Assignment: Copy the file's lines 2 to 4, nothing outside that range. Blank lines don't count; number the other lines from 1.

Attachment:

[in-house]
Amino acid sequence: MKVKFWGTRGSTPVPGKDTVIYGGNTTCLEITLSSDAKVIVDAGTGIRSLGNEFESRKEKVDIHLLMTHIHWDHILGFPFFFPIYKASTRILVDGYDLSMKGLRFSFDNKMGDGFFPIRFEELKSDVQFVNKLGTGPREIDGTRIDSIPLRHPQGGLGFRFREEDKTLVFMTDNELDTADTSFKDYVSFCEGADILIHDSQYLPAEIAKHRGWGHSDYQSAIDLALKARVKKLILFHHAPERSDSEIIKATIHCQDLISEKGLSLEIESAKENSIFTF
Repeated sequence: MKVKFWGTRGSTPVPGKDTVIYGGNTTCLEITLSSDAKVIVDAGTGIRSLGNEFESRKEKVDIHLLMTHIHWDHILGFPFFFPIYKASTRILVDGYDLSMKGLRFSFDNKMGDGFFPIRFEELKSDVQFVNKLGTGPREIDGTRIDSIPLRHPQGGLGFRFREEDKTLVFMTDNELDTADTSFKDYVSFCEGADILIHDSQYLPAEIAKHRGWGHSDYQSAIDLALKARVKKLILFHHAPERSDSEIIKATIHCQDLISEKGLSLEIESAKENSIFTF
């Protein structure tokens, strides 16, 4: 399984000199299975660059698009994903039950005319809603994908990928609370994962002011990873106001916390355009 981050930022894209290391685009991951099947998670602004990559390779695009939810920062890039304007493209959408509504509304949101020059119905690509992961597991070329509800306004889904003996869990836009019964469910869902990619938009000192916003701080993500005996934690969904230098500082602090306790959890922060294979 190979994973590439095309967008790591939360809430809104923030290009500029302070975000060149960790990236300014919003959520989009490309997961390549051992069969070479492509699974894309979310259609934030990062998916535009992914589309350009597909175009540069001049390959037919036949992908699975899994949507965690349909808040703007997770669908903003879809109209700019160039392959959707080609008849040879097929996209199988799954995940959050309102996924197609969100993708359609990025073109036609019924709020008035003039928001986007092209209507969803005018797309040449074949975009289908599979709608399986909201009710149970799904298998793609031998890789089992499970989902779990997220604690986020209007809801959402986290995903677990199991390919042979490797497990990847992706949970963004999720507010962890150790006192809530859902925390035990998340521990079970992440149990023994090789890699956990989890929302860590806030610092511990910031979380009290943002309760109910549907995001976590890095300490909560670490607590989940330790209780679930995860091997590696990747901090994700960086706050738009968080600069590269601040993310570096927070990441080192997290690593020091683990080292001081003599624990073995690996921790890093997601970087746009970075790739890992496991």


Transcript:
Amino acid sequence: MKVKFWGTRGSTPVPGKDTVIYGGNTTCLEITLSSDAKVIVDAGTGIRSLGNEFESRKEKVDIHLLMTHIHWDHILGFPFFFPIYKASTRILVDGYDLSMKGLRFSFDNKMGDGFFPIRFEELKSDVQFVNKLGTGPREIDGTRIDSIPLRHPQGGLGFRFREEDKTLVFMTDNELDTADTSFKDYVSFCEGADILIHDSQYLPAEIAKHRGWGHSDYQSAIDLALKARVKKLILFHHAPERSDSEIIKATIHCQDLISEKGLSLEIESAKENSIFTF
Repeated sequence: MKVKFWGTRGSTPVPGKDTVIYGGNTTCLEITLSSDAKVIVDAGTGIRSLGNEFESRKEKVDIHLLMTHIHWDHILGFPFFFPIYKASTRILVDGYDLSMKGLRFSFDNKMGDGFFPIRFEELKSDVQFVNKLGTGPREIDGTRIDSIPLRHPQGGLGFRFREEDKTLVFMTDNELDTADTSFKDYVSFCEGADILIHDSQYLPAEIAKHRGWGHSDYQSAIDLALKARVKKLILFHHAPERSDSEIIKATIHCQDLISEKGLSLEIESAKENSIFTF
């Protein structure tokens, strides 16, 4: 399984000199299975660059698009994903039950005319809603994908990928609370994962002011990873106001916390355009 981050930022894209290391685009991951099947998670602004990559390779695009939810920062890039304007493209959408509504509304949101020059119905690509992961597991070329509800306004889904003996869990836009019964469910869902990619938009000192916003701080993500005996934690969904230098500082602090306790959890922060294979 190979994973590439095309967008790591939360809430809104923030290009500029302070975000060149960790990236300014919003959520989009490309997961390549051992069969070479492509699974894309979310259609934030990062998916535009992914589309350009597909175009540069001049390959037919036949992908699975899994949507965690349909808040703007997770669908903003879809109209700019160039392959959707080609008849040879097929996209199988799954995940959050309102996924197609969100993708359609990025073109036609019924709020008035003039928001986007092209209507969803005018797309040449074949975009289908599979709608399986909201009710149970799904298998793609031998890789089992499970989902779990997220604690986020209007809801959402986290995903677990199991390919042979490797497990990847992706949970963004999720507010962890150790006192809530859902925390035990998340521990079970992440149990023994090789890699956990989890929302860590806030610092511990910031979380009290943002309760109910549907995001976590890095300490909560670490607590989940330790209780679930995860091997590696990747901090994700960086706050738009968080600069590269601040993310570096927070990441080192997290690593020091683990080292001081003599624990073995690996921790890093997601970087746009970075790739890992496991």